A waterfront proposal from one of Jersey City’s most prolific developers has weathered months of debate to advance following some modifications to the plan and a deed restriction on a portion of the property.
Jersey City’s planning board unanimously approved an application from LeFrak during their March 9 meeting. The scheme will partially revitalize a 3.47-acre vacant pier known as 15 Park Lane South that juts out along the Hudson River and is located directly east of the company’s Ellipse development.
Jersey Digs broke the news last March about a potential park coming to the pier and the formal plans were revealed three months later. The proposal quickly sparked debate as a sizeable interior section of the envisioned park was slated to be accessible only to residents of LeFrak’s nearby residential buildings and closed off to the general public.
Jersey City’s planning board promptly rejected LeFrak’s plans over the issue and the company submitted a new proposal earlier this year. The revised version left the formerly private portion of the park as unimproved and that portion of the property is slated to remain vacant “until a later date,” according to submitted documents.
While those hoping for maximum greenery might consider that a letdown, the upcoming park will nonetheless boast several new public amenities. Drawn up by New York-based Mathews Nielsen Landscape Architects with engineering work from Jersey City-based Dresdner Robin, the future Newport Pier Park will construct a new walkway around most of the pier’s perimeter and include a 14,000-square-foot “art plaza” in its northeast portion set to feature a sculpture surrounded by seating.
A 2,000-square-foot dog run will be built along the western portion of the land near an existing access road for the Ellipse building. An overlook featuring a wood deck, tree pits, movable tables and chairs, and a “bar” complete with stools will be constructed just south and new greenery will be planted all around the pier.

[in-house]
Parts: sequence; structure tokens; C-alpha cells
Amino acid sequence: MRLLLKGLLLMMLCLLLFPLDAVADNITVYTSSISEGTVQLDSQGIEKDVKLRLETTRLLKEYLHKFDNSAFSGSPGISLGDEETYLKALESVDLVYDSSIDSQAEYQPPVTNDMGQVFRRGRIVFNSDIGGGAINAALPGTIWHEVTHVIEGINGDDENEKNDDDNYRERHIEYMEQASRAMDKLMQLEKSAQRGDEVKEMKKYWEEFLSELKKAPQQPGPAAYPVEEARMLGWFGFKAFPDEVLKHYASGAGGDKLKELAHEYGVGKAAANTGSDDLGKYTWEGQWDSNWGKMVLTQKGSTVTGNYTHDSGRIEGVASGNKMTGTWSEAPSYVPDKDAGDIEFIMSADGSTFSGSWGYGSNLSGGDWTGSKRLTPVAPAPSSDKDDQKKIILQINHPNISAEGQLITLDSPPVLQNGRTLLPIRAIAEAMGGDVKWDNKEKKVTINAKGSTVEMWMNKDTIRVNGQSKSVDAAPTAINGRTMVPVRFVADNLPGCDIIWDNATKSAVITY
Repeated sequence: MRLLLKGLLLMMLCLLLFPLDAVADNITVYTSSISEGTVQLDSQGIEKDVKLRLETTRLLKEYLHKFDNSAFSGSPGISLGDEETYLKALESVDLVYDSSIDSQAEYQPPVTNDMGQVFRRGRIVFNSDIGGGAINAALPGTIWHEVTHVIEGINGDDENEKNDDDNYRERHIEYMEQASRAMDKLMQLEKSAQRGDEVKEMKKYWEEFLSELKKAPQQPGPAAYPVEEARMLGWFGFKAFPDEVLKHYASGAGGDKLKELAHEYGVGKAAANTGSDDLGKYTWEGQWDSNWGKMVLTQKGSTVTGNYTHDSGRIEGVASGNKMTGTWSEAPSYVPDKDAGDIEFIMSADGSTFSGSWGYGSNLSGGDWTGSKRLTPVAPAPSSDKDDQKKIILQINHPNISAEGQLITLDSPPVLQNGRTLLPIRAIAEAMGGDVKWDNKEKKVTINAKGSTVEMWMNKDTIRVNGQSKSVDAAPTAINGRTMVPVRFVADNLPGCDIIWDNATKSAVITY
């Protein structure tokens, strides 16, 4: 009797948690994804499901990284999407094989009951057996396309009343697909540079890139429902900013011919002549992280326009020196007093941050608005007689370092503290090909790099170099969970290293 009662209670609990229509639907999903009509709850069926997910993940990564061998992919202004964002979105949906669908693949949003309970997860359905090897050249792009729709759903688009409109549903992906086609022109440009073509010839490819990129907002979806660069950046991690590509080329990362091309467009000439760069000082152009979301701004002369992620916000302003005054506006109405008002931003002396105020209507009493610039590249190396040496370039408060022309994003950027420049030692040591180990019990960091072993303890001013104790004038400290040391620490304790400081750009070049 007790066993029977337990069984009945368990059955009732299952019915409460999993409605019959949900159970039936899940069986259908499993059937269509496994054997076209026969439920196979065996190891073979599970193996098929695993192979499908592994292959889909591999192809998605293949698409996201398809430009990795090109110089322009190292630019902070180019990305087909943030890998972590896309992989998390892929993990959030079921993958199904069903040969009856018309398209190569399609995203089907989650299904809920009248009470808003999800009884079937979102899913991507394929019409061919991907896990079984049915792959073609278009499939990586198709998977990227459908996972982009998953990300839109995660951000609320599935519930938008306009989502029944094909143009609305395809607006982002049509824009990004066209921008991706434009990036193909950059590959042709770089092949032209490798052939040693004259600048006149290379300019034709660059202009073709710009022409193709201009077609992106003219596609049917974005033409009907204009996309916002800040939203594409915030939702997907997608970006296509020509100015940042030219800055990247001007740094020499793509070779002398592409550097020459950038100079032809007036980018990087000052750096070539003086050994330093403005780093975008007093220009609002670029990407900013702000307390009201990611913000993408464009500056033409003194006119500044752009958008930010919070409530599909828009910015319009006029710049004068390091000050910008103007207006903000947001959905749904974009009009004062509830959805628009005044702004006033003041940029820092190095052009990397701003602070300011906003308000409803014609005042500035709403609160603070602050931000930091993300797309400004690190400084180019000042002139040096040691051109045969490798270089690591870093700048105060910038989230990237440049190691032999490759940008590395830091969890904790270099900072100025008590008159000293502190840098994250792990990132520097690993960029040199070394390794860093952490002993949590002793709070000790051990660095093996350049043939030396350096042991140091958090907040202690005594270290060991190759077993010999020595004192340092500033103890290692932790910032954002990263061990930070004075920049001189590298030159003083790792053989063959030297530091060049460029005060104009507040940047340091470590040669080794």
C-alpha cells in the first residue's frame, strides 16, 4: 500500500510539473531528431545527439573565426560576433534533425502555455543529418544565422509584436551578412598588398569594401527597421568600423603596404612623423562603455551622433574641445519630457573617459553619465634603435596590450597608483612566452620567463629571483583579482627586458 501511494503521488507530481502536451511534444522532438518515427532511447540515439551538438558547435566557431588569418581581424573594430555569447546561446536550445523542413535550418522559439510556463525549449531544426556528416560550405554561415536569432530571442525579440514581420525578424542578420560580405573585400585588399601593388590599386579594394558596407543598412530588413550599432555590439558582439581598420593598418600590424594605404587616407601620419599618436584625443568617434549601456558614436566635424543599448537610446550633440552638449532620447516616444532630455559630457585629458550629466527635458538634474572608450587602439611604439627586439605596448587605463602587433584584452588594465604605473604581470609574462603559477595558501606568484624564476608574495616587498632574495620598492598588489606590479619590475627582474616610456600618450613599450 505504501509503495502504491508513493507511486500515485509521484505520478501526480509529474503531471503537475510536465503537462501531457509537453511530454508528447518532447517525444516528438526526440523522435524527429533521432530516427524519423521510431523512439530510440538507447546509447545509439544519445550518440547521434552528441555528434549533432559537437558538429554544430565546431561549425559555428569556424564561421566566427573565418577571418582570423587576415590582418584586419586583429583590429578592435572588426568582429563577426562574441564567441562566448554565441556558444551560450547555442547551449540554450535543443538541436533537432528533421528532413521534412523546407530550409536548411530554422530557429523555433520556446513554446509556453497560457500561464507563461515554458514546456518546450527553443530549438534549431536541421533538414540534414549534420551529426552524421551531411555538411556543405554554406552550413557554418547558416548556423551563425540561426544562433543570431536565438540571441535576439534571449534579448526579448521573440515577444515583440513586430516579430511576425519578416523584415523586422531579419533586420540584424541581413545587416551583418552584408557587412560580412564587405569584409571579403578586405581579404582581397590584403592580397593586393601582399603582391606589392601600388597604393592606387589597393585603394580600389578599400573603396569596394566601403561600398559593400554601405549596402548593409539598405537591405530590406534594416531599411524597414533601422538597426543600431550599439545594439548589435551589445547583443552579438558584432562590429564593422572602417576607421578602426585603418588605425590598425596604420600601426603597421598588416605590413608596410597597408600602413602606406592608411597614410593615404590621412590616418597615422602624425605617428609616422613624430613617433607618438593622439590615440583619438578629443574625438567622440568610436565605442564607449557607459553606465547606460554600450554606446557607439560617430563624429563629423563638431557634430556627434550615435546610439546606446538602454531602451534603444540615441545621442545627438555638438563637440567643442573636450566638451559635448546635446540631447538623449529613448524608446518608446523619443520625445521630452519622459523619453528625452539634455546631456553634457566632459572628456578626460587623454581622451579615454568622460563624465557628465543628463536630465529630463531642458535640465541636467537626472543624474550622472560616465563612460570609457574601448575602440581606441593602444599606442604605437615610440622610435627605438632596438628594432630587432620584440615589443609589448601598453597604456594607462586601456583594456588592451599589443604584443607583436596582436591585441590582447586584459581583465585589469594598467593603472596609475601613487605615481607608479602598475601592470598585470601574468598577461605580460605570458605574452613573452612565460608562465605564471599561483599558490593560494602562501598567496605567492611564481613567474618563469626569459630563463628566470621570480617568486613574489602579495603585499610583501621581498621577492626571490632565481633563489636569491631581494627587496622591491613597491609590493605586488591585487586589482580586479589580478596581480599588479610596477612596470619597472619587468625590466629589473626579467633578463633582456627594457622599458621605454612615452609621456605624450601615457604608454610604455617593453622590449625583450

The new portions of the Hudson River Waterfront Walkway will have lighted benches, two telescopes, and chaise lounges for locals to take in the view. LeFrak has not indicated when construction could begin at the land.
The planning board placed a deed restriction on the vacant portion of the property as a condition of approval when signing off on the revised plans. It dictates that if LeFrak wishes to develop the vacant portion of the pier into open space as a principal use in the future, the area will need to be open to the public.
While more greenery could be added to the pier, it is worth noting that a variety of uses, including residential, are allowed at the property under Jersey City’s Newport Redevelopment Plan. Approvals dating to 2001 that were recently released via a report from the city’s planning department show a 75,000-square-foot “waterfront cultural center” was once envisioned for the property, a plan that never materialized.